Decision Information

Docket Number:  

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Decision Type:  
Environmental Review

Deciding Body:  
Director, Office Of Environmental Analysis

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    Full Text of Decision

43291                                  SERVICE DATE – SEPTEMBER 6, 2013




                                                      WASHINGTON, DC 20423


                                              ENVIRONMENTAL ASSESSMENT


Docket No. AB 33 (Sub-No. 294X)


Union Pacific Railroad Company– Abandonment Exemption –

In Canyon County, Idaho





In this proceeding, the Union Pacific Railroad Company (UP) filed a notice under 49 C.F.R. § 1152.50 seeking exemption from the requirements of 49 U.S.C. § 10903 in connection with the abandonment of a portion of rail line in Canyon County, Idaho.  The rail line proposed for abandonment is located on the Stoddard Industrial Lead in Nampa and extends approximately 0.85 miles from milepost 0.90 to milepost 1.75.  According to UP, the line was originally constructed in 1897 by the Boise, Nampa & Owyhee Railway Company and primarily contains 133-pound second hand jointed rail that was installed in 1969.  If abandonment authority is granted, UP notes that the area would continue to be rail-served via UP’s Nampa and Huntington Subdivisions and the Boise Valley Railroad. 


The rail line travels through an urban area consisting of mixed land uses.  The right-of-way varies from 66 feet to 99 feet in width and the surrounding topography is generally level.  Based on a recent title search, UP indicates that there is no reversionary right-of-way and the abandonment line does not contain any federally granted right-of-way.  The proposed abandonment traverses Zip Code 83686.  If the notice becomes effective, UP would be able to salvage track, ties, and other railroad appurtenances and to dispose of the right-of-way.  A map depicting the line in relationship to the area served is appended to this Environmental Assessment (EA). 




UP submitted an environmental report that concludes the quality of the human environment would not be affected significantly as a result of the abandonment or any post-abandonment activities, including salvage and disposition of the right-of-way.  UP served the environmental report on a number of appropriate federal, state, and local agencies as required

by the Surface Transportation Board’s (Board) environmental rules [49 C.F.R. § 1105.7(b)].[1]  The Board’s Office of Environmental Analysis (OEA) has reviewed and investigated the record

in this proceeding.


Diversion of Traffic


            UP states that no local traffic has moved over the line for at least two years and no overhead traffic would be rerouted.  Accordingly, the proposed abandonment would not adversely impact the development, use and transportation of energy resources or recyclable commodities; transportation of ozone-depleting materials; or result in the diversion of rail traffic

to truck traffic that could result in significant impacts to air quality or the local transportation network. 


Salvage Activities


Impacts from salvage and disposal of a rail line typically include removal of tracks and ties, removal of ballast, dismantling of any bridges or other structures that may be present on the rail right-of-way, and regarding of the right-of-way.  Salvage may be performed within the right-of-way, or if necessary, via construction of new access points to the right-of-way.   Although UP has not provided a detail of its salvage procedure, the railroad has indicated that there are no structures in the area of the proposed abandonment.  OEA believes that UP’s salvage process would therefore be limited to the tracks, ties, and ballast, but not include any bridges or culverts.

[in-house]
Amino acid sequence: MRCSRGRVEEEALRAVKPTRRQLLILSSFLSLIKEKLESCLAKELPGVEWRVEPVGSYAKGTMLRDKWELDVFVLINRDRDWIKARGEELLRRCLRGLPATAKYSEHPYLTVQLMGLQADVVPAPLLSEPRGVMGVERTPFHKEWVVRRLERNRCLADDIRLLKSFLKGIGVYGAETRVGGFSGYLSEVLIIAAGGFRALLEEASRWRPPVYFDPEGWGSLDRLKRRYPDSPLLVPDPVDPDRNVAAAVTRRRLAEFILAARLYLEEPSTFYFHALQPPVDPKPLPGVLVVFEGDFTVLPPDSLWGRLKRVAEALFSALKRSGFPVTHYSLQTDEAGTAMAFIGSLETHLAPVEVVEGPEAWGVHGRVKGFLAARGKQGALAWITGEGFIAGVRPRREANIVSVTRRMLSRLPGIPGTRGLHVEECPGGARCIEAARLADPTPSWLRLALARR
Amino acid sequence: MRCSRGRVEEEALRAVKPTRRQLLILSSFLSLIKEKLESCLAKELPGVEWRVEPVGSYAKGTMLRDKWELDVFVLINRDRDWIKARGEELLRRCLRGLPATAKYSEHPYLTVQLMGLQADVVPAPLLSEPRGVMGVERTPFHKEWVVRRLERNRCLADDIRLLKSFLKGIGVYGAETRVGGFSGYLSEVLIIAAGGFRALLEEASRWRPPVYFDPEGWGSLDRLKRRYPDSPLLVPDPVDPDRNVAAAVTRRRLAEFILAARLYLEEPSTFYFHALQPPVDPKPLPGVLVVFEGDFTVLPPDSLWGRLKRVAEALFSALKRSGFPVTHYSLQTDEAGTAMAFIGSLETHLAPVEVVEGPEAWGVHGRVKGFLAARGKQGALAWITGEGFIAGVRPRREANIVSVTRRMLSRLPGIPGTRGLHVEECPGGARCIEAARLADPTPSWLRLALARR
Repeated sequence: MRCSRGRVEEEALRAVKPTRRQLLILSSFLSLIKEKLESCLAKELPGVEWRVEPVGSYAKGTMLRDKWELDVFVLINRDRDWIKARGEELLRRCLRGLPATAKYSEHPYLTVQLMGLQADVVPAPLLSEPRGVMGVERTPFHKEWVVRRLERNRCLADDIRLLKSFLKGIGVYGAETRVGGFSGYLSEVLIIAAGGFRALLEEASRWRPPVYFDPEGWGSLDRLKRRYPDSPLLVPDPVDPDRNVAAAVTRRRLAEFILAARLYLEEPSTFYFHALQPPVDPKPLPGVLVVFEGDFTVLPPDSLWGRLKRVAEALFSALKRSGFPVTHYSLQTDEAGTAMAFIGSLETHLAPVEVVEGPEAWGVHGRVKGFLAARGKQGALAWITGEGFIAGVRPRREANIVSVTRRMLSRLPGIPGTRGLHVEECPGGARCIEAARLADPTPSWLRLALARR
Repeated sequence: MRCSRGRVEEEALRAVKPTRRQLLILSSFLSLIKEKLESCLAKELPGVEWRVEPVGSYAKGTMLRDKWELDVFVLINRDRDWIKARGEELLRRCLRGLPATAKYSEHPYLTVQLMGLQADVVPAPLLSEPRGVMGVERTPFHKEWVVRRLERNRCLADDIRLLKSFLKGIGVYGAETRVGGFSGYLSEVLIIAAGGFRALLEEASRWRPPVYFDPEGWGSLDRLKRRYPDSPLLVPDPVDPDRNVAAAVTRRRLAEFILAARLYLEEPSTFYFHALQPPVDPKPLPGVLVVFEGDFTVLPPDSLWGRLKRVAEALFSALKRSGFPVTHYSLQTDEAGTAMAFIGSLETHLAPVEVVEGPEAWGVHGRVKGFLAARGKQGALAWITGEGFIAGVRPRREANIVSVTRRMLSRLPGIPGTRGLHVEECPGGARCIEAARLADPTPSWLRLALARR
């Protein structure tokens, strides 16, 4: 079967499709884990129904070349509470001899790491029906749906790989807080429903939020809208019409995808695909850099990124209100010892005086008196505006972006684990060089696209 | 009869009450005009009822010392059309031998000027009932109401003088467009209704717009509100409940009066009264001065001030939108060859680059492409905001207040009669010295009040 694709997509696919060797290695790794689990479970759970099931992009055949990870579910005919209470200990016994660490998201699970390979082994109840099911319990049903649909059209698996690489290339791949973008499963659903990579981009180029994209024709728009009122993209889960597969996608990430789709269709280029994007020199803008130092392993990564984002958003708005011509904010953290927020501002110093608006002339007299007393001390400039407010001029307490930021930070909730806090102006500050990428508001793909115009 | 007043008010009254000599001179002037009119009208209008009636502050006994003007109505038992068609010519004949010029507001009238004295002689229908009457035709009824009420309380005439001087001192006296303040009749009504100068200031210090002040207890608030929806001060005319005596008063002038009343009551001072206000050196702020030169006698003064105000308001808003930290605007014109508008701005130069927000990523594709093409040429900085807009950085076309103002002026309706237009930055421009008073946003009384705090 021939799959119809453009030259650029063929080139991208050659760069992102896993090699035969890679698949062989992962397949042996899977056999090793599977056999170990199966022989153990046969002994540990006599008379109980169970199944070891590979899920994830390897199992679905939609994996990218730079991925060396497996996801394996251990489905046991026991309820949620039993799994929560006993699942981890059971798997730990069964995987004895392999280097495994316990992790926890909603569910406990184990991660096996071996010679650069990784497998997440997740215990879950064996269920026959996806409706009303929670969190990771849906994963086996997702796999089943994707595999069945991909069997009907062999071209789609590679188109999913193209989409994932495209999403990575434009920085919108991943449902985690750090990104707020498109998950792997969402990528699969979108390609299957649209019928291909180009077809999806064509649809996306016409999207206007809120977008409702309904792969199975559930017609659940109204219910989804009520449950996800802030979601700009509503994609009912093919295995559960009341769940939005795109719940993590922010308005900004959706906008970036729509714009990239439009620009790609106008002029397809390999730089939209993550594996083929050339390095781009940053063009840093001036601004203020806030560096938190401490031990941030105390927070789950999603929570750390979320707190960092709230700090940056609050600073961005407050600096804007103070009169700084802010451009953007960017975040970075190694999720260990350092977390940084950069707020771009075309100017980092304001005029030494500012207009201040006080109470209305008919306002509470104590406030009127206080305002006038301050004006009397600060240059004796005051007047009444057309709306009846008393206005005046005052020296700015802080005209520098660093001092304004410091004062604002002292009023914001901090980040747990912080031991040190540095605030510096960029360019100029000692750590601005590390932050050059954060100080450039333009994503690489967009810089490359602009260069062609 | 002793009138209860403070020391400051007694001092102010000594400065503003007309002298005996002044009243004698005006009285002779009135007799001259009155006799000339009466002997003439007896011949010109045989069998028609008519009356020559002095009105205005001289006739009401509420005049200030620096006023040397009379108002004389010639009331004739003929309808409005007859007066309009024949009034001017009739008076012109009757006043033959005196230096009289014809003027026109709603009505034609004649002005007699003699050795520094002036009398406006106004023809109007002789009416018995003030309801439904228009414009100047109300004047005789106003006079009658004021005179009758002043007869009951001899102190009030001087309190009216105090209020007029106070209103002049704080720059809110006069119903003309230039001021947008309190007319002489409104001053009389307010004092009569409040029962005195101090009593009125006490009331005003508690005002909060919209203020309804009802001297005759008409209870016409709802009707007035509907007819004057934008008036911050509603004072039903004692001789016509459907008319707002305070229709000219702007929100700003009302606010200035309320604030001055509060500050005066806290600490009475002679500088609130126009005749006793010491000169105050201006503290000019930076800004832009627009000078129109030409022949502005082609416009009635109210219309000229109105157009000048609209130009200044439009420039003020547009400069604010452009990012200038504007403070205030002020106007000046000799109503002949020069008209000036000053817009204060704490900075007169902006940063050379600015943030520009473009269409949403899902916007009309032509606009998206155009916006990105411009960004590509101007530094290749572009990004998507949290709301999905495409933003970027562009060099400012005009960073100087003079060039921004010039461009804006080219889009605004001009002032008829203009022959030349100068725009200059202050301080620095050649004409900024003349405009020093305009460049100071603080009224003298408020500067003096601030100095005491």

The U.S. Army Corps of Engineers (Corps) has determined that the South Nampa Lateral, a regulated waterbody under Corps jurisdiction, is situated within close proximity to the right-of-way of the proposed abandonment.  The Corps notes that the proposed abandonment may impact this waterbody and contiguous wetlands, and requests that a Corps permit be obtained if project activities are expected to result in the discharge of fill material below the ordinary high water mark.  Since UP has not provided details of its salvage procedure, OEA is not certain if the proposed abandonment would result in any discharge of fill material, and is therefore recommending a condition that, pursuant to Section 404 of the Clean Water Act (33 U.S.C. § 1344), UP shall consult with the Corps prior to initiating salvage operations to determine if a permit is needed.


            The Utah Department of Environmental Quality (DEQ) commented that it has determined that the proposed abandonment would have no recognizable impact on environmental resources.  OEA has therefore determined that no further consultation with DEQ is necessary.


            The Natural Resources Conservation Service (NRCS) submitted comments stating that there are no areas of prime farmland along the right-of-way of the proposed abandonment because it is located in a developed urban area.  OEA has therefore determined that no further consultation with NRCS is necessary.


            The National Geodetic Survey (NGS) commented that there are no geodetic markers within the right-of-way of the proposed abandonment.  OEA has therefore determined that no further consultation with NGS is necessary.


OEA believes that any air emissions associated with salvage operations would be temporary and would not have a significant impact on air quality.  Noise associated with salvage activities would also be temporary and should not have a significant impact on the area surrounding the proposed abandonment.


            In 2010, the City of Nampa filed a request for Public Use and Interim Trail Use to develop the line as a recreational trail.  This action initiates a process that may lead to the establishment of a trail on the right-of-way, pursuant to the National Trails System Act at 16 U.S.C. § 1247(d).